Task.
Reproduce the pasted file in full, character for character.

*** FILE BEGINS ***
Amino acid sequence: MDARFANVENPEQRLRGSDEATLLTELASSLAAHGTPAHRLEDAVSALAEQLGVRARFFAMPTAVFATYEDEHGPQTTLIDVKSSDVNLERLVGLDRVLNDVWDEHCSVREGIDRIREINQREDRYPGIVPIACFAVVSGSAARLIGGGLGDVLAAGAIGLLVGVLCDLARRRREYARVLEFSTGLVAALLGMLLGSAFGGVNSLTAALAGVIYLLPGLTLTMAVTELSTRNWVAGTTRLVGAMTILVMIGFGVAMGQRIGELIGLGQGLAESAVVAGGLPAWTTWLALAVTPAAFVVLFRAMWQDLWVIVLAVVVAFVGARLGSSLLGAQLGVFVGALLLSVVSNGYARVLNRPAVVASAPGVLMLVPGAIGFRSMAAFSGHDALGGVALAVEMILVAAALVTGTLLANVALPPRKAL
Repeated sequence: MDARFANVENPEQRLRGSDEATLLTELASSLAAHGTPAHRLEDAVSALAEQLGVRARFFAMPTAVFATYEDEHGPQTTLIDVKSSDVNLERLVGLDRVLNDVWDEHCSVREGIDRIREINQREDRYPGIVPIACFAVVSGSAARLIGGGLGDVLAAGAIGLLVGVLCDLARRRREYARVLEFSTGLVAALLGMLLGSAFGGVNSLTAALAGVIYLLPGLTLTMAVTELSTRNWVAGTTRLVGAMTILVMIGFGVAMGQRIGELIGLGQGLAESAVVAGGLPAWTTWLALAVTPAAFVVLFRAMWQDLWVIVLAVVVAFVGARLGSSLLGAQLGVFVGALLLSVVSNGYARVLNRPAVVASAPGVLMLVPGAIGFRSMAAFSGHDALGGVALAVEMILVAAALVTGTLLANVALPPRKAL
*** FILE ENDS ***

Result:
Amino acid sequence: MDARFANVENPEQRLRGSDEATLLTELASSLAAHGTPAHRLEDAVSALAEQLGVRARFFAMPTAVFATYEDEHGPQTTLIDVKSSDVNLERLVGLDRVLNDVWDEHCSVREGIDRIREINQREDRYPGIVPIACFAVVSGSAARLIGGGLGDVLAAGAIGLLVGVLCDLARRRREYARVLEFSTGLVAALLGMLLGSAFGGVNSLTAALAGVIYLLPGLTLTMAVTELSTRNWVAGTTRLVGAMTILVMIGFGVAMGQRIGELIGLGQGLAESAVVAGGLPAWTTWLALAVTPAAFVVLFRAMWQDLWVIVLAVVVAFVGARLGSSLLGAQLGVFVGALLLSVVSNGYARVLNRPAVVASAPGVLMLVPGAIGFRSMAAFSGHDALGGVALAVEMILVAAALVTGTLLANVALPPRKAL
Repeated sequence: MDARFANVENPEQRLRGSDEATLLTELASSLAAHGTPAHRLEDAVSALAEQLGVRARFFAMPTAVFATYEDEHGPQTTLIDVKSSDVNLERLVGLDRVLNDVWDEHCSVREGIDRIREINQREDRYPGIVPIACFAVVSGSAARLIGGGLGDVLAAGAIGLLVGVLCDLARRRREYARVLEFSTGLVAALLGMLLGSAFGGVNSLTAALAGVIYLLPGLTLTMAVTELSTRNWVAGTTRLVGAMTILVMIGFGVAMGQRIGELIGLGQGLAESAVVAGGLPAWTTWLALAVTPAAFVVLFRAMWQDLWVIVLAVVVAFVGARLGSSLLGAQLGVFVGALLLSVVSNGYARVLNRPAVVASAPGVLMLVPGAIGFRSMAAFSGHDALGGVALAVEMILVAAALVTGTLLANVALPPRKAL